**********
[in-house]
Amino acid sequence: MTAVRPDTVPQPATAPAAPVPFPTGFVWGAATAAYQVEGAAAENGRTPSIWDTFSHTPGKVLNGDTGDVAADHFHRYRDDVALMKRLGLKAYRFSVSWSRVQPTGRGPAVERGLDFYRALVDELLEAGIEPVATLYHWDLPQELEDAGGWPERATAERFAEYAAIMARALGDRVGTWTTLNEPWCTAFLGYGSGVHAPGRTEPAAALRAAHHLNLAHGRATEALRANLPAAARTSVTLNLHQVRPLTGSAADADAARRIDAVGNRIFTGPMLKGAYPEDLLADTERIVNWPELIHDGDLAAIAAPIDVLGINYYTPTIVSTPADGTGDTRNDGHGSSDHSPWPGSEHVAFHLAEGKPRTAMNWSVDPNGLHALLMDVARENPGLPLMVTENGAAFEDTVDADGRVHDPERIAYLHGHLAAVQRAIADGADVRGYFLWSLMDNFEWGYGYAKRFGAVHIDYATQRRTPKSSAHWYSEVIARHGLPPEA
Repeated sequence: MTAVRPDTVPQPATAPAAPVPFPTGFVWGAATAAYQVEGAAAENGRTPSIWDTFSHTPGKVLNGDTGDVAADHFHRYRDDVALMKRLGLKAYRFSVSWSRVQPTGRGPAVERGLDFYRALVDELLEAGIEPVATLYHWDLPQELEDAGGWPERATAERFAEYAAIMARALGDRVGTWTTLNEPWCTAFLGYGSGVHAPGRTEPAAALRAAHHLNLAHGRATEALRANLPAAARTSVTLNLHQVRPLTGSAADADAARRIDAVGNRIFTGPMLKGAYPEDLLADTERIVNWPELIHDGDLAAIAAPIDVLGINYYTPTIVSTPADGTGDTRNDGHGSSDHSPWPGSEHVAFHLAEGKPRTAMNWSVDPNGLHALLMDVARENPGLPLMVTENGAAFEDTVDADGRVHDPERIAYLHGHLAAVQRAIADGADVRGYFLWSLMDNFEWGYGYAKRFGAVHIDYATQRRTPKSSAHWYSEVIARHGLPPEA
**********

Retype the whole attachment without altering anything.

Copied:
[in-house]
Amino acid sequence: MTAVRPDTVPQPATAPAAPVPFPTGFVWGAATAAYQVEGAAAENGRTPSIWDTFSHTPGKVLNGDTGDVAADHFHRYRDDVALMKRLGLKAYRFSVSWSRVQPTGRGPAVERGLDFYRALVDELLEAGIEPVATLYHWDLPQELEDAGGWPERATAERFAEYAAIMARALGDRVGTWTTLNEPWCTAFLGYGSGVHAPGRTEPAAALRAAHHLNLAHGRATEALRANLPAAARTSVTLNLHQVRPLTGSAADADAARRIDAVGNRIFTGPMLKGAYPEDLLADTERIVNWPELIHDGDLAAIAAPIDVLGINYYTPTIVSTPADGTGDTRNDGHGSSDHSPWPGSEHVAFHLAEGKPRTAMNWSVDPNGLHALLMDVARENPGLPLMVTENGAAFEDTVDADGRVHDPERIAYLHGHLAAVQRAIADGADVRGYFLWSLMDNFEWGYGYAKRFGAVHIDYATQRRTPKSSAHWYSEVIARHGLPPEA
Repeated sequence: MTAVRPDTVPQPATAPAAPVPFPTGFVWGAATAAYQVEGAAAENGRTPSIWDTFSHTPGKVLNGDTGDVAADHFHRYRDDVALMKRLGLKAYRFSVSWSRVQPTGRGPAVERGLDFYRALVDELLEAGIEPVATLYHWDLPQELEDAGGWPERATAERFAEYAAIMARALGDRVGTWTTLNEPWCTAFLGYGSGVHAPGRTEPAAALRAAHHLNLAHGRATEALRANLPAAARTSVTLNLHQVRPLTGSAADADAARRIDAVGNRIFTGPMLKGAYPEDLLADTERIVNWPELIHDGDLAAIAAPIDVLGINYYTPTIVSTPADGTGDTRNDGHGSSDHSPWPGSEHVAFHLAEGKPRTAMNWSVDPNGLHALLMDVARENPGLPLMVTENGAAFEDTVDADGRVHDPERIAYLHGHLAAVQRAIADGADVRGYFLWSLMDNFEWGYGYAKRFGAVHIDYATQRRTPKSSAHWYSEVIARHGLPPEA